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Smut pop-up teacher retrial stuck in delay loop

Good name limbo

Internet Security Threat Report 2014

Substitute teacher turned smut-serving spyware suspect Julie Amero remains stuck in legal limbo, with the case taking a toll on both her health and job prospects, Connecticut paper the Hartford Courant reports.

More than a year after Superior Court Judge Hillary Strackbein dismissed a discredited child endangerment conviction and ordered a retrial, Amero continues to wait for a chance to clear her name. Her woes stem from a October 2004 incident when she was teaching a seventh-grade language class at Kelly Middle School in Norwich, Connecticut. Graphic pop-ups from sites including meetlovers.com were displayed on her computer.

The prosecution contended the pop-up graphics were the result of Amero actively visiting pornographic sites. A jury rejected defence arguments that a spyware infestation was responsible for the porno pop-ups, convicting her of four counts of risk of injury to a minor that carried a maximum sentence of 40 years imprisonment.

The January 2007 trial became a cause célèbre in internet security circles, sparking a campaign on Amero's behalf. It quickly emerged that the teacher was virtually computer-illiterate, and the school had failed to update the child protection software running on her PC. Defence expert witness W. Herbert Horner said he was prevented from presenting key evidence that malware could have caused the offending pop-ups at the original trial.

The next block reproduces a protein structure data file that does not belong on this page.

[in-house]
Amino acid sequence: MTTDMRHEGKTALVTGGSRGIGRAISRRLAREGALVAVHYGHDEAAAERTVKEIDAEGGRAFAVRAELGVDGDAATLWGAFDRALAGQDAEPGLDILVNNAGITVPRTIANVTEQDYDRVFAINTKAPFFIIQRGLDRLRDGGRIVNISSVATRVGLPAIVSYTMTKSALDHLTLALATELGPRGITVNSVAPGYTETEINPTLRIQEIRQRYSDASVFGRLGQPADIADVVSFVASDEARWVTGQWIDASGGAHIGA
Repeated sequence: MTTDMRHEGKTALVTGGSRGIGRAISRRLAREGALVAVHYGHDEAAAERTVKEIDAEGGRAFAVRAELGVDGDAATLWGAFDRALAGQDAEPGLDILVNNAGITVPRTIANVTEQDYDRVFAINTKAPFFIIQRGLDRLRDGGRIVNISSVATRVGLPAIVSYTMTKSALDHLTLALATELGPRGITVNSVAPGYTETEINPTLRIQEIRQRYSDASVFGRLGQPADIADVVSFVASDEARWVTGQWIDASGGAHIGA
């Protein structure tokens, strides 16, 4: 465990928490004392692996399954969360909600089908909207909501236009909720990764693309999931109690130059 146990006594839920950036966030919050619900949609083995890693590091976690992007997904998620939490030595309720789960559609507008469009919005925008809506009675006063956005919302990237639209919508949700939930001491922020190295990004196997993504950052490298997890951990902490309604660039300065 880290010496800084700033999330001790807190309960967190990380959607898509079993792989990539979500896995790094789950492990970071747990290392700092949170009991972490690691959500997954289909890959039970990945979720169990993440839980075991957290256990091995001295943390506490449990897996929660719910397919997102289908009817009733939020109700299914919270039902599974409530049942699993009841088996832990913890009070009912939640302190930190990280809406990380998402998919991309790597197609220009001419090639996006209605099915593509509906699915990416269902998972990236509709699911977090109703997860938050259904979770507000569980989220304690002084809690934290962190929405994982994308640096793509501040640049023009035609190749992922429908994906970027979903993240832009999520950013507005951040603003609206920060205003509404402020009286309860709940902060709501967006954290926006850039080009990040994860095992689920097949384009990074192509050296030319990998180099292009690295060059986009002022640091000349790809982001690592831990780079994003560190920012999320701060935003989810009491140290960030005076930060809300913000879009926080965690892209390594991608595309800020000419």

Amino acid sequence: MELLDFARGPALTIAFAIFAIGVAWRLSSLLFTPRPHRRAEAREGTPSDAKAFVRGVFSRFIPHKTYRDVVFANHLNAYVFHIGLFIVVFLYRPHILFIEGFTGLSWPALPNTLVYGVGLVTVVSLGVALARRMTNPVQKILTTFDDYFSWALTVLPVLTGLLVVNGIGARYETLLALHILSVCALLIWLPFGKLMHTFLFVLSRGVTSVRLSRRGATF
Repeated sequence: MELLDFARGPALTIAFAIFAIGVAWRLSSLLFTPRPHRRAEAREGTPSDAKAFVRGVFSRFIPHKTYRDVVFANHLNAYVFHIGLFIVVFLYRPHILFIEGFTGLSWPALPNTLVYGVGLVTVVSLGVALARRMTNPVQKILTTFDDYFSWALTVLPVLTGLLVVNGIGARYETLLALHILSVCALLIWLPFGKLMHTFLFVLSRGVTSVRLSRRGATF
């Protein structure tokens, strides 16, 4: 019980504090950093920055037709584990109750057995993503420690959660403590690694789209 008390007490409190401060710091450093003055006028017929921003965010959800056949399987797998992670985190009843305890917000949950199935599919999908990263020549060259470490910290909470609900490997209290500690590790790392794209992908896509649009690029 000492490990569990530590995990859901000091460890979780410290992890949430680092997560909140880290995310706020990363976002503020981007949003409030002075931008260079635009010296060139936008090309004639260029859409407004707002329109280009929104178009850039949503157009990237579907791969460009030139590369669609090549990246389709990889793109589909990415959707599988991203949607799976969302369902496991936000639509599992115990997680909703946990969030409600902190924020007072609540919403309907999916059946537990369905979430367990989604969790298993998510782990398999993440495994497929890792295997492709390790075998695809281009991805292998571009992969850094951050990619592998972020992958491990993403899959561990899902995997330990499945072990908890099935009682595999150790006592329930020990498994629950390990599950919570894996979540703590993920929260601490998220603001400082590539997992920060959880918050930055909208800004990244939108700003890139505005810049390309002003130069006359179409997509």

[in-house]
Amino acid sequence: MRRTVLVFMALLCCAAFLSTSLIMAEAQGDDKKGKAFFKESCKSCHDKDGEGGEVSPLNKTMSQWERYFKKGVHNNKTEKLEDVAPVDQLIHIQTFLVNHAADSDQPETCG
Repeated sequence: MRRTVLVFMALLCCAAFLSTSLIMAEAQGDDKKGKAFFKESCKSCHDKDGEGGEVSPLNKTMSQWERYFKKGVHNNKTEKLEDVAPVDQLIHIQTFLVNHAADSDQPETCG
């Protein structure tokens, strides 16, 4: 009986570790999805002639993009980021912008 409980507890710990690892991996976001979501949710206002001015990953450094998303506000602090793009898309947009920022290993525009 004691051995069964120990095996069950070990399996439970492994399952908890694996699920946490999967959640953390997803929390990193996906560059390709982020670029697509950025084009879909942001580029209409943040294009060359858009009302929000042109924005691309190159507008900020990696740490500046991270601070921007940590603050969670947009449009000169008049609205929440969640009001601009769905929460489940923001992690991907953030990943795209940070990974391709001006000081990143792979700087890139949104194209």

Amero's sentencing date was repeatedly delayed leading up to a decision by Judge Strackbein to order the as-yet unscheduled retrial in June 2007.

Quizzed by Courant columnist Rick Green, state prosecutors declined to detail their plans for the case other than to say Amero is on their active trial list. In the meantime, the teacher has been hospitalised for stress and rejected for at least one job after a potential employer was put off by her arrest record, the Courant reports.

It remains unclear whether a backlog of serious cases or an unwillingness by prosecutors to admit mistakes in Amero's prosecution is to blame for the continuing delay. But the maxim that justice delayed is justice denied has never been more apposite than in this case. ®

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